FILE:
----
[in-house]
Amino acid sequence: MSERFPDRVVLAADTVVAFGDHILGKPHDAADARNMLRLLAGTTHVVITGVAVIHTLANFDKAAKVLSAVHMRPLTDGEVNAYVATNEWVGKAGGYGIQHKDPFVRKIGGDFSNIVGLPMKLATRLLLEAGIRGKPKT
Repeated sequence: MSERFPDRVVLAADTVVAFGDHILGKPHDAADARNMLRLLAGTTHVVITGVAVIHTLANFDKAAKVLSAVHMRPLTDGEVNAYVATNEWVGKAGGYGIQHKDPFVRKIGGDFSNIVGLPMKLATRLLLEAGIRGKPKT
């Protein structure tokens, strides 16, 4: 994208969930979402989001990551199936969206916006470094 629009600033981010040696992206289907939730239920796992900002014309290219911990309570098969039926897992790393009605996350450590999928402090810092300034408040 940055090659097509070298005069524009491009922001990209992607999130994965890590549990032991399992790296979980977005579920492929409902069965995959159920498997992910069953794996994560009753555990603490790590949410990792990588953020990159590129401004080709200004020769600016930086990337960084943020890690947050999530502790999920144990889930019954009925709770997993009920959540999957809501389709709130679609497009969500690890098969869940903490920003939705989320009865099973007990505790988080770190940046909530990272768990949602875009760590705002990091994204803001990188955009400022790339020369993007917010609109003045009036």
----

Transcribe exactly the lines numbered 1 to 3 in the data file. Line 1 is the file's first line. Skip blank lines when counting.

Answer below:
[in-house]
Amino acid sequence: MSERFPDRVVLAADTVVAFGDHILGKPHDAADARNMLRLLAGTTHVVITGVAVIHTLANFDKAAKVLSAVHMRPLTDGEVNAYVATNEWVGKAGGYGIQHKDPFVRKIGGDFSNIVGLPMKLATRLLLEAGIRGKPKT
Repeated sequence: MSERFPDRVVLAADTVVAFGDHILGKPHDAADARNMLRLLAGTTHVVITGVAVIHTLANFDKAAKVLSAVHMRPLTDGEVNAYVATNEWVGKAGGYGIQHKDPFVRKIGGDFSNIVGLPMKLATRLLLEAGIRGKPKT